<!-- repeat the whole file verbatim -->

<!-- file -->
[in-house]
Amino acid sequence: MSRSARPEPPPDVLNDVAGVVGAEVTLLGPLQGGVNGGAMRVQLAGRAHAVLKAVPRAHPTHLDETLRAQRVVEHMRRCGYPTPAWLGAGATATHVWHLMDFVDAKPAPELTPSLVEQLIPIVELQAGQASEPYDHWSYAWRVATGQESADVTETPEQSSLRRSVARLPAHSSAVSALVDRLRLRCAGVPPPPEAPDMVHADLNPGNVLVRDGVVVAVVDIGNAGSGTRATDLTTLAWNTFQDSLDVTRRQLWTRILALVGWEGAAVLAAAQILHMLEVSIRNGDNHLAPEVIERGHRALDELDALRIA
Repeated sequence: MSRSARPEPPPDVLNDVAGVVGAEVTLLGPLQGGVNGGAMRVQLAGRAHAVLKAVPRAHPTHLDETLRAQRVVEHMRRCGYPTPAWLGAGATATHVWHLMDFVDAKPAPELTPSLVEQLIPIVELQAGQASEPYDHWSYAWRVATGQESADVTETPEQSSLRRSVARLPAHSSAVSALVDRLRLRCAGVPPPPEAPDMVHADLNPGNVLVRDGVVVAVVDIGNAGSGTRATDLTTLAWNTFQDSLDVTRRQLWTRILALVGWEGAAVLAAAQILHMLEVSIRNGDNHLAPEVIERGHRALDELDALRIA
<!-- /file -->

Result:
[in-house]
Amino acid sequence: MSRSARPEPPPDVLNDVAGVVGAEVTLLGPLQGGVNGGAMRVQLAGRAHAVLKAVPRAHPTHLDETLRAQRVVEHMRRCGYPTPAWLGAGATATHVWHLMDFVDAKPAPELTPSLVEQLIPIVELQAGQASEPYDHWSYAWRVATGQESADVTETPEQSSLRRSVARLPAHSSAVSALVDRLRLRCAGVPPPPEAPDMVHADLNPGNVLVRDGVVVAVVDIGNAGSGTRATDLTTLAWNTFQDSLDVTRRQLWTRILALVGWEGAAVLAAAQILHMLEVSIRNGDNHLAPEVIERGHRALDELDALRIA
Repeated sequence: MSRSARPEPPPDVLNDVAGVVGAEVTLLGPLQGGVNGGAMRVQLAGRAHAVLKAVPRAHPTHLDETLRAQRVVEHMRRCGYPTPAWLGAGATATHVWHLMDFVDAKPAPELTPSLVEQLIPIVELQAGQASEPYDHWSYAWRVATGQESADVTETPEQSSLRRSVARLPAHSSAVSALVDRLRLRCAGVPPPPEAPDMVHADLNPGNVLVRDGVVVAVVDIGNAGSGTRATDLTTLAWNTFQDSLDVTRRQLWTRILALVGWEGAAVLAAAQILHMLEVSIRNGDNHLAPEVIERGHRALDELDALRIA